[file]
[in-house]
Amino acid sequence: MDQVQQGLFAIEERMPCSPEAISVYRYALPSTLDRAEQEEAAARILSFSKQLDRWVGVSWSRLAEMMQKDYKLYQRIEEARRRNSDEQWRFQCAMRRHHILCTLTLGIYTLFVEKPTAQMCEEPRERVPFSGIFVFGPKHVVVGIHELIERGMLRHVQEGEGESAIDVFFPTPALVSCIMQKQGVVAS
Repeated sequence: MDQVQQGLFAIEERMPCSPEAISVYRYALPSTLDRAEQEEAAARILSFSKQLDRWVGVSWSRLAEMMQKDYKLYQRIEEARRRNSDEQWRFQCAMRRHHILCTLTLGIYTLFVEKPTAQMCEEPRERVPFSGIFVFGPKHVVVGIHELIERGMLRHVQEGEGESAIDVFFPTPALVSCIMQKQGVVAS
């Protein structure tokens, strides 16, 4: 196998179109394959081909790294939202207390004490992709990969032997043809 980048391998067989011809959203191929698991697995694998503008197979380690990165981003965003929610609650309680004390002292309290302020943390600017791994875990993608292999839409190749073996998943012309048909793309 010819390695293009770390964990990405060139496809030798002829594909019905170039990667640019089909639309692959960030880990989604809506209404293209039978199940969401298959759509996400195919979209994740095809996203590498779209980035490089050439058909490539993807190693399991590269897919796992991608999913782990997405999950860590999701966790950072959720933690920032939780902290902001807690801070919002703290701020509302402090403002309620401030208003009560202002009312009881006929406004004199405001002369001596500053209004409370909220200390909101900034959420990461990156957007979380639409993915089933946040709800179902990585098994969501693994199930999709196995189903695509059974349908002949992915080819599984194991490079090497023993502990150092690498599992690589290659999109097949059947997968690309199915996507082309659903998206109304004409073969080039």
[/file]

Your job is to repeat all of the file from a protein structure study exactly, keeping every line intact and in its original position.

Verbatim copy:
[in-house]
Amino acid sequence: MDQVQQGLFAIEERMPCSPEAISVYRYALPSTLDRAEQEEAAARILSFSKQLDRWVGVSWSRLAEMMQKDYKLYQRIEEARRRNSDEQWRFQCAMRRHHILCTLTLGIYTLFVEKPTAQMCEEPRERVPFSGIFVFGPKHVVVGIHELIERGMLRHVQEGEGESAIDVFFPTPALVSCIMQKQGVVAS
Repeated sequence: MDQVQQGLFAIEERMPCSPEAISVYRYALPSTLDRAEQEEAAARILSFSKQLDRWVGVSWSRLAEMMQKDYKLYQRIEEARRRNSDEQWRFQCAMRRHHILCTLTLGIYTLFVEKPTAQMCEEPRERVPFSGIFVFGPKHVVVGIHELIERGMLRHVQEGEGESAIDVFFPTPALVSCIMQKQGVVAS
């Protein structure tokens, strides 16, 4: 196998179109394959081909790294939202207390004490992709990969032997043809 980048391998067989011809959203191929698991697995694998503008197979380690990165981003965003929610609650309680004390002292309290302020943390600017791994875990993608292999839409190749073996998943012309048909793309 010819390695293009770390964990990405060139496809030798002829594909019905170039990667640019089909639309692959960030880990989604809506209404293209039978199940969401298959759509996400195919979209994740095809996203590498779209980035490089050439058909490539993807190693399991590269897919796992991608999913782990997405999950860590999701966790950072959720933690920032939780902290902001807690801070919002703290701020509302402090403002309620401030208003009560202002009312009881006929406004004199405001002369001596500053209004409370909220200390909101900034959420990461990156957007979380639409993915089933946040709800179902990585098994969501693994199930999709196995189903695509059974349908002949992915080819599984194991490079090497023993502990150092690498599992690589290659999109097949059947997968690309199915996507082309659903998206109304004409073969080039």